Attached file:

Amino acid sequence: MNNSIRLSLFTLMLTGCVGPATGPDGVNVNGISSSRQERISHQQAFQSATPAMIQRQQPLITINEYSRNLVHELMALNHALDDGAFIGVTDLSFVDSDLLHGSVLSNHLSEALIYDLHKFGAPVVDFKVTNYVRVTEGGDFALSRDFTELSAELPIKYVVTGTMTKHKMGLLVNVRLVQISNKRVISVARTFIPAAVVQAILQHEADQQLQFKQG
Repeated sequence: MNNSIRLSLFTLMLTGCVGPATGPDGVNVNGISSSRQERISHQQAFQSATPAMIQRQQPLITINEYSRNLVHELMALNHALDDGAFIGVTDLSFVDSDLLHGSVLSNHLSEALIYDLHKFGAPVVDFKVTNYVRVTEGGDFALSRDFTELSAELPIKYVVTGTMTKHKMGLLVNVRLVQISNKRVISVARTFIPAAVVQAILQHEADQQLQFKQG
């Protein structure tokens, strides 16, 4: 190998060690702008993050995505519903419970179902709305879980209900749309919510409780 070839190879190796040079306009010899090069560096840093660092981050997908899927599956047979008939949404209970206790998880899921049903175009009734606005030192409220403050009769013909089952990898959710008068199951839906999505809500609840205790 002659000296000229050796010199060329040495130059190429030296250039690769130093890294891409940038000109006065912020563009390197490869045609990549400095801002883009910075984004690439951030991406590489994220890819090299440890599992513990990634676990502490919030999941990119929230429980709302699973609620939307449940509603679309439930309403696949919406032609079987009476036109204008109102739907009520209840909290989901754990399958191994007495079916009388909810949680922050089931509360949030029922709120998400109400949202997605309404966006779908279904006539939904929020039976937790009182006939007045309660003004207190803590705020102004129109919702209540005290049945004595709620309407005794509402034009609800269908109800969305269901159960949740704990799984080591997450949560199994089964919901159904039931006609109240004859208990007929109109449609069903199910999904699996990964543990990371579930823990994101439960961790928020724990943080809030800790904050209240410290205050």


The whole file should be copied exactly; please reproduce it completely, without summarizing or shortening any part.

Amino acid sequence: MNNSIRLSLFTLMLTGCVGPATGPDGVNVNGISSSRQERISHQQAFQSATPAMIQRQQPLITINEYSRNLVHELMALNHALDDGAFIGVTDLSFVDSDLLHGSVLSNHLSEALIYDLHKFGAPVVDFKVTNYVRVTEGGDFALSRDFTELSAELPIKYVVTGTMTKHKMGLLVNVRLVQISNKRVISVARTFIPAAVVQAILQHEADQQLQFKQG
Repeated sequence: MNNSIRLSLFTLMLTGCVGPATGPDGVNVNGISSSRQERISHQQAFQSATPAMIQRQQPLITINEYSRNLVHELMALNHALDDGAFIGVTDLSFVDSDLLHGSVLSNHLSEALIYDLHKFGAPVVDFKVTNYVRVTEGGDFALSRDFTELSAELPIKYVVTGTMTKHKMGLLVNVRLVQISNKRVISVARTFIPAAVVQAILQHEADQQLQFKQG
């Protein structure tokens, strides 16, 4: 190998060690702008993050995505519903419970179902709305879980209900749309919510409780 070839190879190796040079306009010899090069560096840093660092981050997908899927599956047979008939949404209970206790998880899921049903175009009734606005030192409220403050009769013909089952990898959710008068199951839906999505809500609840205790 002659000296000229050796010199060329040495130059190429030296250039690769130093890294891409940038000109006065912020563009390197490869045609990549400095801002883009910075984004690439951030991406590489994220890819090299440890599992513990990634676990502490919030999941990119929230429980709302699973609620939307449940509603679309439930309403696949919406032609079987009476036109204008109102739907009520209840909290989901754990399958191994007495079916009388909810949680922050089931509360949030029922709120998400109400949202997605309404966006779908279904006539939904929020039976937790009182006939007045309660003004207190803590705020102004129109919702209540005290049945004595709620309407005794509402034009609800269908109800969305269901159960949740704990799984080591997450949560199994089964919901159904039931006609109240004859208990007929109109449609069903199910999904699996990964543990990371579930823990994101439960961790928020724990943080809030800790904050209240410290205050």